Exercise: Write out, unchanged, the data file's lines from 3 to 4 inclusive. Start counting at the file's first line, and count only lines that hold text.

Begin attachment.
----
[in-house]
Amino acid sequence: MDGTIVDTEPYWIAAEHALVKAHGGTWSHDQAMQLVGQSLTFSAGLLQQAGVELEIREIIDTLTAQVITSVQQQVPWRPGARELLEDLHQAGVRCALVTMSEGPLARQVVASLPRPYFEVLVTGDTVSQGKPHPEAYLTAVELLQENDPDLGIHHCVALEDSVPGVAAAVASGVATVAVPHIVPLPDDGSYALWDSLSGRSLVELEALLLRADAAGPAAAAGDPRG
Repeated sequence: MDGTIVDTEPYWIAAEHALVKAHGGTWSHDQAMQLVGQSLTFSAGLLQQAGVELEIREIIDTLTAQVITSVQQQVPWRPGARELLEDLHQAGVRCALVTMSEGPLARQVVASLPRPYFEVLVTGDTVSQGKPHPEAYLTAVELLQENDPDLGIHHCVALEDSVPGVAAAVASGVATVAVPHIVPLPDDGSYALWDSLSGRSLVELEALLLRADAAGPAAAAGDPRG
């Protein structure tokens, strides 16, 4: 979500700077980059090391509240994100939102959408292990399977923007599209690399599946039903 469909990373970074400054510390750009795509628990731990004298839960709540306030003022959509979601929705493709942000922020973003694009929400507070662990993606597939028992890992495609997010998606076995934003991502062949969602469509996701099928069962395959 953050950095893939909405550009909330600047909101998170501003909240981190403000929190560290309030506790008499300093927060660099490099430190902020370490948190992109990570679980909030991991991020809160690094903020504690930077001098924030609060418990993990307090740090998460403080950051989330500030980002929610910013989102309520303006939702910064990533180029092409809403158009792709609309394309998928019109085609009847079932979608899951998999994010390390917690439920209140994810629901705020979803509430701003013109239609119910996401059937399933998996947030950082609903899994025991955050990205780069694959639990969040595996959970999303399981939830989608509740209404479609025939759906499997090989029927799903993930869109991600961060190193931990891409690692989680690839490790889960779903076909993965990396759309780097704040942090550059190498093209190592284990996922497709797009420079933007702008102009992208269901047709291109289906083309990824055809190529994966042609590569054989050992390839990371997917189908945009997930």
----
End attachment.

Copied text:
Repeated sequence: MDGTIVDTEPYWIAAEHALVKAHGGTWSHDQAMQLVGQSLTFSAGLLQQAGVELEIREIIDTLTAQVITSVQQQVPWRPGARELLEDLHQAGVRCALVTMSEGPLARQVVASLPRPYFEVLVTGDTVSQGKPHPEAYLTAVELLQENDPDLGIHHCVALEDSVPGVAAAVASGVATVAVPHIVPLPDDGSYALWDSLSGRSLVELEALLLRADAAGPAAAAGDPRG
């Protein structure tokens, strides 16, 4: 979500700077980059090391509240994100939102959408292990399977923007599209690399599946039903 469909990373970074400054510390750009795509628990731990004298839960709540306030003022959509979601929705493709942000922020973003694009929400507070662990993606597939028992890992495609997010998606076995934003991502062949969602469509996701099928069962395959 953050950095893939909405550009909330600047909101998170501003909240981190403000929190560290309030506790008499300093927060660099490099430190902020370490948190992109990570679980909030991991991020809160690094903020504690930077001098924030609060418990993990307090740090998460403080950051989330500030980002929610910013989102309520303006939702910064990533180029092409809403158009792709609309394309998928019109085609009847079932979608899951998999994010390390917690439920209140994810629901705020979803509430701003013109239609119910996401059937399933998996947030950082609903899994025991955050990205780069694959639990969040595996959970999303399981939830989608509740209404479609025939759906499997090989029927799903993930869109991600961060190193931990891409690692989680690839490790889960779903076909993965990396759309780097704040942090550059190498093209190592284990996922497709797009420079933007702008102009992208269901047709291109289906083309990824055809190529994966042609590569054989050992390839990371997917189908945009997930």